Wigner’s Friend

The Wigner’s friend paradox is a thought experiment in theoretical quantum physics, presented by Eugene Wigner. Wigner was a theoretical physicist and mathematician who won the Nobel Prize in 1963. As stated by quantum physicist Časlav Brukner:

This thought experiment conceived in 1961 by Eugene Wigner describes a physical situation in which two observers experience different facts. Since then, various attempts have been made to reconcile the observers’ different views, but a series of recent studies shows that they are fundamentally incompatible. The results can be interpreted to imply that in quantum physics the objectivity of facts is not absolute, but only relative to the observation and the observer. (2022)

An observer, Wigner’s friend, carries out a quantum experiment, and observes the result. Wigner is not present, thus he does not know the outcome of the experiment. But quantum theory tells us that for Wigner the outcome is not just unknown but physically indeterminate. Once again, as in Vaidman’s description of the relative world, the situation that is not under his observation is in a superposition of different (classical) states. In Wigner’s world the state of his friend is a superposition. But of course for the friend the outcome of the experiment, and his observation of the result, is all determinate. In other words, Wigner and his friend live in different versions of the real world.

This has recently been confirmed in experimental physics. As physicist Alexander Poltorac writes, Massimiliano Proietti and his colleagues tested the Wigner’s Friend Paradox:

They proved that two contradictory realities could coexist. Eugene Wigner was right; the quantum reality is observer-dependent. (2019)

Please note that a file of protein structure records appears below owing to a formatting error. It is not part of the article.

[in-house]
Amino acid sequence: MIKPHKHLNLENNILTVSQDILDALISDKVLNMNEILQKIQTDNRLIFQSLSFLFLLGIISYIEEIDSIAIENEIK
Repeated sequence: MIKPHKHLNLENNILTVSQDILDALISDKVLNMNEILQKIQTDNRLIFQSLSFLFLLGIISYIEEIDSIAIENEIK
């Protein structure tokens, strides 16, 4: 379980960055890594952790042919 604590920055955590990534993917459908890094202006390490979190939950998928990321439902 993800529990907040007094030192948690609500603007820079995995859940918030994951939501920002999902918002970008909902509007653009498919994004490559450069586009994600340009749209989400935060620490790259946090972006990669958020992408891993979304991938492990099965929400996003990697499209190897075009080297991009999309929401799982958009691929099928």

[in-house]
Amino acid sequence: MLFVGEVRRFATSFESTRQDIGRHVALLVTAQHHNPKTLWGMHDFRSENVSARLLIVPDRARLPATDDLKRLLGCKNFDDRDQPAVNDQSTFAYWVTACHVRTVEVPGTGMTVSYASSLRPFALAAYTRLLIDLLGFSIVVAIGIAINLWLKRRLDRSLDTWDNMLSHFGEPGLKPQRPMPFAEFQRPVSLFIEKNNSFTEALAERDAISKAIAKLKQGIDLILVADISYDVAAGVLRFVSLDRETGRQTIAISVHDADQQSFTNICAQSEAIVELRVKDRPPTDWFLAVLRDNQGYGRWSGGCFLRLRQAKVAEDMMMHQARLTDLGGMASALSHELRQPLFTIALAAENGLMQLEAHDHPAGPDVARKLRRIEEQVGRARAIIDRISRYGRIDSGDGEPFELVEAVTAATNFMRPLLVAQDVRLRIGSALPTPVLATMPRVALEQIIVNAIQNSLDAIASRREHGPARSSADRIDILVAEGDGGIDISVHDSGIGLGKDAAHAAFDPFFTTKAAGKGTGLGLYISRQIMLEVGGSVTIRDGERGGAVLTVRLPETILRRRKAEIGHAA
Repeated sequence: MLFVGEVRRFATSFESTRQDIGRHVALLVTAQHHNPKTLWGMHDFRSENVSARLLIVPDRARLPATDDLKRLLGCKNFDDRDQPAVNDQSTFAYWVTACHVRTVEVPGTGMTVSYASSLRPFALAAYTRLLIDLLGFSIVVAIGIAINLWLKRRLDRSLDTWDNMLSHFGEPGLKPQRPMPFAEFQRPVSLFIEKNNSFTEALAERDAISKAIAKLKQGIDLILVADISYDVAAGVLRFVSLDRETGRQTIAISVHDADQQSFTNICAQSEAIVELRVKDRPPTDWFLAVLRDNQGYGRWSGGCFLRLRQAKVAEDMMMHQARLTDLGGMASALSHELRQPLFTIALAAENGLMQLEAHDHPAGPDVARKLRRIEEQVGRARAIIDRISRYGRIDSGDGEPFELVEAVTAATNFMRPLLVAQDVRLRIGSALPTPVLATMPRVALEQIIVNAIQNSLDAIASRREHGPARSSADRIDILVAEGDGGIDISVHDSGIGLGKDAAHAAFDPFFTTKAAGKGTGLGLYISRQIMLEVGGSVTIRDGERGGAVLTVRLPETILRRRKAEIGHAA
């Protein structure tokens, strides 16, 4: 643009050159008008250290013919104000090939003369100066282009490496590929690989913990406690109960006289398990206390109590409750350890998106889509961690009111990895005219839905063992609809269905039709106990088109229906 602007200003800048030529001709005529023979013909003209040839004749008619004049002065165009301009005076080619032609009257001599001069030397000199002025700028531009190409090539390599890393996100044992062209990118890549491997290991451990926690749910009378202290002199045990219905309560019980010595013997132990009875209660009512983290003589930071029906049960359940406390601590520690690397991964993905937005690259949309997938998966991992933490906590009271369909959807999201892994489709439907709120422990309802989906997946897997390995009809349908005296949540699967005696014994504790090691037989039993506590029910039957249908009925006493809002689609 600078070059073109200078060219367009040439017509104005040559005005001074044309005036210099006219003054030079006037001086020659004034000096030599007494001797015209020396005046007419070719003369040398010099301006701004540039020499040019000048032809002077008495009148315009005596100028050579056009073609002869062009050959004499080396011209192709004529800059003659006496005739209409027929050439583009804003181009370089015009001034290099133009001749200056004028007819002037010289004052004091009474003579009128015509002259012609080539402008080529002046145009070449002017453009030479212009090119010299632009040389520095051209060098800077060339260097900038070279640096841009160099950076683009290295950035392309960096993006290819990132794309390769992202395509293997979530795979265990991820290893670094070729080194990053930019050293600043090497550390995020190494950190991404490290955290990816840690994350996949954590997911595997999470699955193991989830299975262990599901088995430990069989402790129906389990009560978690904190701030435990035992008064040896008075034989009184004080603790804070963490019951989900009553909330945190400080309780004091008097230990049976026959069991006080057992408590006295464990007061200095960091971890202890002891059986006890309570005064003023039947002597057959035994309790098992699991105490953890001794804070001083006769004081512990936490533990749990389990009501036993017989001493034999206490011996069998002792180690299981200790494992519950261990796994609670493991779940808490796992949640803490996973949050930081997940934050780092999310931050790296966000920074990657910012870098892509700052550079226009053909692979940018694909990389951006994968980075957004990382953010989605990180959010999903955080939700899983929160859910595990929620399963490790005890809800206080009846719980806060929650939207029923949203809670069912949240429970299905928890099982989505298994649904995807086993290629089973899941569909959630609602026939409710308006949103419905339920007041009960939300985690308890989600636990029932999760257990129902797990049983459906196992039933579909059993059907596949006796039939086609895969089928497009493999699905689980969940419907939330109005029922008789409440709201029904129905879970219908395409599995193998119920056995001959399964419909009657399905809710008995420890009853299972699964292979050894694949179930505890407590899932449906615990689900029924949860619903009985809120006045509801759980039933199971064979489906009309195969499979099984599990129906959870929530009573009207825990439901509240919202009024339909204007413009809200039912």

‘Observer-dependent’ means the world is a relative world. Coexisting, contradictory realities means that the world is different for different people. The experiment shows we live in personal worlds, parallel realities. This is described in the New Scientist article Quantum experiment suggests there really are ‘alternative facts’. A second experiment has produced the same result as reported in the Scientific American article This Twist on Schrödinger’s Cat Paradox Has Major Implications for Quantum Theory.

This should not surprise us. The relative world is meaning of the fundamental tenet of Everett’s theory. Physical reality is relative to the individual, and this means it must be different for different people.

Even though the Wigner’s Friend Paradox is simply the direct result of the fundamentals of quantum theory, the whole idea has been given very little attention until now. The reason, of course, is that it clashes directly with the current scientific worldview, the generally accepted understanding of the world. Naturally, the experiments have garnered quite a bit of attention. Acceptance of the relative world concept, however, is still just a debate. The key problem is that there has been no ontology, no basic explanation of how this could be. This is the new concept presented here. This is the superworld.